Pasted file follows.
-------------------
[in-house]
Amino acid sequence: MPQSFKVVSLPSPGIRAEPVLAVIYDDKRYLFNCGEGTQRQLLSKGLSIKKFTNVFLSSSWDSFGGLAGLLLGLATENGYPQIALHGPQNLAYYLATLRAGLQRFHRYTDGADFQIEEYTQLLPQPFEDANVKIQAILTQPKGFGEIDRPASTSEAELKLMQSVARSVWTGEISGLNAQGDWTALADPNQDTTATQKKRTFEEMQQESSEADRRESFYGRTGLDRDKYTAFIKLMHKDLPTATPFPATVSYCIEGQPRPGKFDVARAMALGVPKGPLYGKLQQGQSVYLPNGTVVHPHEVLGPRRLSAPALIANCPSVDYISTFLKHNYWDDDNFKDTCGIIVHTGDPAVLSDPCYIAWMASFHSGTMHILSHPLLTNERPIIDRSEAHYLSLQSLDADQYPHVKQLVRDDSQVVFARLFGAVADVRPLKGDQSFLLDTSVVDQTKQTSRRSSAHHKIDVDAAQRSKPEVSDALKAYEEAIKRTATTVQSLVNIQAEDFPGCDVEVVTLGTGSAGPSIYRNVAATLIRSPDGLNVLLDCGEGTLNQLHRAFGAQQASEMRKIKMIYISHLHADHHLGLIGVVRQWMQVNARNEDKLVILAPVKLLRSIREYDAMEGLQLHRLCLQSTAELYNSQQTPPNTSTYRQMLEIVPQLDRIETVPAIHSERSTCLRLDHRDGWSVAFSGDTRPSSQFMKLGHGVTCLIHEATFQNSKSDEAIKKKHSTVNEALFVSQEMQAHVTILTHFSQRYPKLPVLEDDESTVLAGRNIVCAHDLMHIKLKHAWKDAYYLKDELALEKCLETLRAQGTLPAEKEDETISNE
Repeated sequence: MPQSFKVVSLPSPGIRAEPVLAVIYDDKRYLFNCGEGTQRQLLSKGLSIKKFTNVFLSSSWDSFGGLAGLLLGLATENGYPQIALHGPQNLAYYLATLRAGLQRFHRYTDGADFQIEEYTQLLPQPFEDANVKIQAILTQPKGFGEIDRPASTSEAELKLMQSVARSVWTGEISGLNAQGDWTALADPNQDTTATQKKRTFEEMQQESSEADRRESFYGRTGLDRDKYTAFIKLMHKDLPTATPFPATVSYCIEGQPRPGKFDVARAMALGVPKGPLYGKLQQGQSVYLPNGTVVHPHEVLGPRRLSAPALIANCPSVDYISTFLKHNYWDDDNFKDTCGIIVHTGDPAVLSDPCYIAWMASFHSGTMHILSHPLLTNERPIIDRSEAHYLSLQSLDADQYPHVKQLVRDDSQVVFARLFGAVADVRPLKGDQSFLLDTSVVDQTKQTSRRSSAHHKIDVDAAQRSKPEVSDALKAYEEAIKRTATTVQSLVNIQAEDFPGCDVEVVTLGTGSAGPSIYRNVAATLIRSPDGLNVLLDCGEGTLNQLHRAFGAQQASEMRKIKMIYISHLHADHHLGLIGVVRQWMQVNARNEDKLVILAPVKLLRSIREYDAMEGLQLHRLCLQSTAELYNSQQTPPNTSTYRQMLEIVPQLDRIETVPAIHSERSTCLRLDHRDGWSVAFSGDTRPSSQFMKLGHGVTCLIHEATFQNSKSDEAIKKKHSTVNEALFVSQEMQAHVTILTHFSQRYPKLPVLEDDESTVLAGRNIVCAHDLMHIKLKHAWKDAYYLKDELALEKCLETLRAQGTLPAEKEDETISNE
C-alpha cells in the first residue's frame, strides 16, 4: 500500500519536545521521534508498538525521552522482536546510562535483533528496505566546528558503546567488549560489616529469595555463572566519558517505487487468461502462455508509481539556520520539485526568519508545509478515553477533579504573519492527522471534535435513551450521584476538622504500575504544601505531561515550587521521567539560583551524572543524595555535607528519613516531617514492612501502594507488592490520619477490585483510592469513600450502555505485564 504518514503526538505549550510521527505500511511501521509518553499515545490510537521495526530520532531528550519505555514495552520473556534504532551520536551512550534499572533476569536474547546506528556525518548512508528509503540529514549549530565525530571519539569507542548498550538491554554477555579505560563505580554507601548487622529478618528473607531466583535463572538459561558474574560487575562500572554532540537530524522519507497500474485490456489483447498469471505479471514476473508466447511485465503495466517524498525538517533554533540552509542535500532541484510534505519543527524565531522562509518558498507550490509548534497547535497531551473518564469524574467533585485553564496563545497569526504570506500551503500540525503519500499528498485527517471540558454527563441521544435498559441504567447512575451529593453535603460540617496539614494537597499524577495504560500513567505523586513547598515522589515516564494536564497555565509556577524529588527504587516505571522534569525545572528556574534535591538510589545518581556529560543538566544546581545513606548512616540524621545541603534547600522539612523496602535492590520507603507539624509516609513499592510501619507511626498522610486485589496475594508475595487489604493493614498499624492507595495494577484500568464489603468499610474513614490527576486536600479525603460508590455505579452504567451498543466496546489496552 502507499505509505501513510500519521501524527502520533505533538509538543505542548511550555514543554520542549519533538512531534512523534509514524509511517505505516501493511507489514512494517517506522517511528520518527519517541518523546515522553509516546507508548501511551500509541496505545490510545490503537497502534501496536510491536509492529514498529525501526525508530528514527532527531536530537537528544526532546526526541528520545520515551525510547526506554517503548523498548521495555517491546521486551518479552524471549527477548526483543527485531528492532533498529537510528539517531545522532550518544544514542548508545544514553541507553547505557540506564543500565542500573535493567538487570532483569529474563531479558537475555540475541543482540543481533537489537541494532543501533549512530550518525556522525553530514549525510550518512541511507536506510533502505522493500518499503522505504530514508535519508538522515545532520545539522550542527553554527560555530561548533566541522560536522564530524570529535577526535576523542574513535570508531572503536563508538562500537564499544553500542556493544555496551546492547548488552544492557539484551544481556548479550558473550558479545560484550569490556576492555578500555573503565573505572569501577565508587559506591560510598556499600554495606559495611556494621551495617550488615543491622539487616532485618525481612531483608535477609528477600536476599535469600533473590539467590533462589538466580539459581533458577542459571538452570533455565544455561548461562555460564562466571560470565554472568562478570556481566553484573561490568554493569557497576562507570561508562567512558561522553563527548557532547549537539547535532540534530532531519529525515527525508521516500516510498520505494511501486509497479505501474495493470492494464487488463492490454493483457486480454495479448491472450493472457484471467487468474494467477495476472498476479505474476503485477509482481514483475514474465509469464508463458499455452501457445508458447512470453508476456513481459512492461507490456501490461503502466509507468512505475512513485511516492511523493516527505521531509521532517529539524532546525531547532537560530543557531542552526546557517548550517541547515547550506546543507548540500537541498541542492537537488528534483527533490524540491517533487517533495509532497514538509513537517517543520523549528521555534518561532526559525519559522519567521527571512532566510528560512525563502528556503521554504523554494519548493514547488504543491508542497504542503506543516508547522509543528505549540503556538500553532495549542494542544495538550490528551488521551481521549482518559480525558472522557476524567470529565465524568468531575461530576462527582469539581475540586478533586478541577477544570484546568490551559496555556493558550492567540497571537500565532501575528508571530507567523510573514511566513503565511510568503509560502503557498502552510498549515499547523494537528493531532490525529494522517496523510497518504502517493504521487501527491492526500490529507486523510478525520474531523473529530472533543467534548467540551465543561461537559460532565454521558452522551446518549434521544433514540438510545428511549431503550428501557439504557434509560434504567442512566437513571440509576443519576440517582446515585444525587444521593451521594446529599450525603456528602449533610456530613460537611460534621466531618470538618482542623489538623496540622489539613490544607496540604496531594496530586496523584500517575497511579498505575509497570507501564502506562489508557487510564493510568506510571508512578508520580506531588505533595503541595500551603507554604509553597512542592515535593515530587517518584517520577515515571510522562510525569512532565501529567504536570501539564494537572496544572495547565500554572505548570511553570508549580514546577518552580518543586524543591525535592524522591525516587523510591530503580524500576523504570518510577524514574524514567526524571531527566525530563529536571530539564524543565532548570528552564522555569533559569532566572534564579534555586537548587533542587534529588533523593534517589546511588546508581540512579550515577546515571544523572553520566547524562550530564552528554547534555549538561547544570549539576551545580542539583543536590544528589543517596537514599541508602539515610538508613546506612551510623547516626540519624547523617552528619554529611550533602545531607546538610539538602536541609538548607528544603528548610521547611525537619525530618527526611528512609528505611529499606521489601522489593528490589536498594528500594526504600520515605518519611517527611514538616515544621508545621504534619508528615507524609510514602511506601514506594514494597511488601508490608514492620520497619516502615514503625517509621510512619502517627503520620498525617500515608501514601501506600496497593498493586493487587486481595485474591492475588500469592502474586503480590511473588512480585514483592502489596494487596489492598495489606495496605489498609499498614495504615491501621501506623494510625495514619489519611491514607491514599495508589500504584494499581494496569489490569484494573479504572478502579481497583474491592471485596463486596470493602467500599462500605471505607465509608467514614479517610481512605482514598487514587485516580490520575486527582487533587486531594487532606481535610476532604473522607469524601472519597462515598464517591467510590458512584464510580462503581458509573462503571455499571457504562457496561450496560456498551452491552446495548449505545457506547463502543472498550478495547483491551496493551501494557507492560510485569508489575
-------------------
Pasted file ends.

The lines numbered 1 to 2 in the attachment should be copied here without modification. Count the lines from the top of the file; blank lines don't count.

[in-house]
Amino acid sequence: MPQSFKVVSLPSPGIRAEPVLAVIYDDKRYLFNCGEGTQRQLLSKGLSIKKFTNVFLSSSWDSFGGLAGLLLGLATENGYPQIALHGPQNLAYYLATLRAGLQRFHRYTDGADFQIEEYTQLLPQPFEDANVKIQAILTQPKGFGEIDRPASTSEAELKLMQSVARSVWTGEISGLNAQGDWTALADPNQDTTATQKKRTFEEMQQESSEADRRESFYGRTGLDRDKYTAFIKLMHKDLPTATPFPATVSYCIEGQPRPGKFDVARAMALGVPKGPLYGKLQQGQSVYLPNGTVVHPHEVLGPRRLSAPALIANCPSVDYISTFLKHNYWDDDNFKDTCGIIVHTGDPAVLSDPCYIAWMASFHSGTMHILSHPLLTNERPIIDRSEAHYLSLQSLDADQYPHVKQLVRDDSQVVFARLFGAVADVRPLKGDQSFLLDTSVVDQTKQTSRRSSAHHKIDVDAAQRSKPEVSDALKAYEEAIKRTATTVQSLVNIQAEDFPGCDVEVVTLGTGSAGPSIYRNVAATLIRSPDGLNVLLDCGEGTLNQLHRAFGAQQASEMRKIKMIYISHLHADHHLGLIGVVRQWMQVNARNEDKLVILAPVKLLRSIREYDAMEGLQLHRLCLQSTAELYNSQQTPPNTSTYRQMLEIVPQLDRIETVPAIHSERSTCLRLDHRDGWSVAFSGDTRPSSQFMKLGHGVTCLIHEATFQNSKSDEAIKKKHSTVNEALFVSQEMQAHVTILTHFSQRYPKLPVLEDDESTVLAGRNIVCAHDLMHIKLKHAWKDAYYLKDELALEKCLETLRAQGTLPAEKEDETISNE